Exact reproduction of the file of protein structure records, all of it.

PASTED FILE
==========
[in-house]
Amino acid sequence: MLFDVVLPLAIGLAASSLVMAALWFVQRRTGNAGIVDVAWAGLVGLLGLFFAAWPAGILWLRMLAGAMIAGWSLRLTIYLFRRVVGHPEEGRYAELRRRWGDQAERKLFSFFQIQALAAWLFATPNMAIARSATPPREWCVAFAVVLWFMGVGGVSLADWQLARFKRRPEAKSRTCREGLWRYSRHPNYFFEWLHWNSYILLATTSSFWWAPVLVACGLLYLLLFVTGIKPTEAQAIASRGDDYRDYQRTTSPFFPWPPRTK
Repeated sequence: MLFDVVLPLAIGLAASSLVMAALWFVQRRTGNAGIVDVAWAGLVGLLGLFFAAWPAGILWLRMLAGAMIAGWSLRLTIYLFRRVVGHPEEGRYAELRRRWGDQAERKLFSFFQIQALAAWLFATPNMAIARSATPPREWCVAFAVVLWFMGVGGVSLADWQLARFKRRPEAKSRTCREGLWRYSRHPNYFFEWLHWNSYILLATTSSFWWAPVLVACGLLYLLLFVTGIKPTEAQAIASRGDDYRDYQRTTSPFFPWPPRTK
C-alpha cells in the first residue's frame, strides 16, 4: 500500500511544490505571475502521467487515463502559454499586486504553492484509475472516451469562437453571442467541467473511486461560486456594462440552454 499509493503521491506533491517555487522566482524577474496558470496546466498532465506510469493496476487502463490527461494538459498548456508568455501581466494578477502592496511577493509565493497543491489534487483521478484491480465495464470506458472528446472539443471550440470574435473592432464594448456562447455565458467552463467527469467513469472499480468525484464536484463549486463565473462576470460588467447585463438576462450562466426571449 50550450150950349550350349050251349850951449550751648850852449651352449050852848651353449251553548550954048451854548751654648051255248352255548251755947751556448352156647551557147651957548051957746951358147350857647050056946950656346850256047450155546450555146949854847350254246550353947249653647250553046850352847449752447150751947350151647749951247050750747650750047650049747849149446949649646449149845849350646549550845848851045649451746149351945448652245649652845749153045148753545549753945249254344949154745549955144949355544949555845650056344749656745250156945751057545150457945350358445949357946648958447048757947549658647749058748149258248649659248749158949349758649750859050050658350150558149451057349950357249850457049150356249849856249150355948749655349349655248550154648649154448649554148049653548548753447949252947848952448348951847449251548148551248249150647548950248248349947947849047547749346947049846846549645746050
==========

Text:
[in-house]
Amino acid sequence: MLFDVVLPLAIGLAASSLVMAALWFVQRRTGNAGIVDVAWAGLVGLLGLFFAAWPAGILWLRMLAGAMIAGWSLRLTIYLFRRVVGHPEEGRYAELRRRWGDQAERKLFSFFQIQALAAWLFATPNMAIARSATPPREWCVAFAVVLWFMGVGGVSLADWQLARFKRRPEAKSRTCREGLWRYSRHPNYFFEWLHWNSYILLATTSSFWWAPVLVACGLLYLLLFVTGIKPTEAQAIASRGDDYRDYQRTTSPFFPWPPRTK
Repeated sequence: MLFDVVLPLAIGLAASSLVMAALWFVQRRTGNAGIVDVAWAGLVGLLGLFFAAWPAGILWLRMLAGAMIAGWSLRLTIYLFRRVVGHPEEGRYAELRRRWGDQAERKLFSFFQIQALAAWLFATPNMAIARSATPPREWCVAFAVVLWFMGVGGVSLADWQLARFKRRPEAKSRTCREGLWRYSRHPNYFFEWLHWNSYILLATTSSFWWAPVLVACGLLYLLLFVTGIKPTEAQAIASRGDDYRDYQRTTSPFFPWPPRTK
C-alpha cells in the first residue's frame, strides 16, 4: 500500500511544490505571475502521467487515463502559454499586486504553492484509475472516451469562437453571442467541467473511486461560486456594462440552454 499509493503521491506533491517555487522566482524577474496558470496546466498532465506510469493496476487502463490527461494538459498548456508568455501581466494578477502592496511577493509565493497543491489534487483521478484491480465495464470506458472528446472539443471550440470574435473592432464594448456562447455565458467552463467527469467513469472499480468525484464536484463549486463565473462576470460588467447585463438576462450562466426571449 50550450150950349550350349050251349850951449550751648850852449651352449050852848651353449251553548550954048451854548751654648051255248352255548251755947751556448352156647551557147651957548051957746951358147350857647050056946950656346850256047450155546450555146949854847350254246550353947249653647250553046850352847449752447150751947350151647749951247050750747650750047650049747849149446949649646449149845849350646549550845848851045649451746149351945448652245649652845749153045148753545549753945249254344949154745549955144949355544949555845650056344749656745250156945751057545150457945350358445949357946648958447048757947549658647749058748149258248649659248749158949349758649750859050050658350150558149451057349950357249850457049150356249849856249150355948749655349349655248550154648649154448649554148049653548548753447949252947848952448348951847449251548148551248249150647548950248248349947947849047547749346947049846846549645746050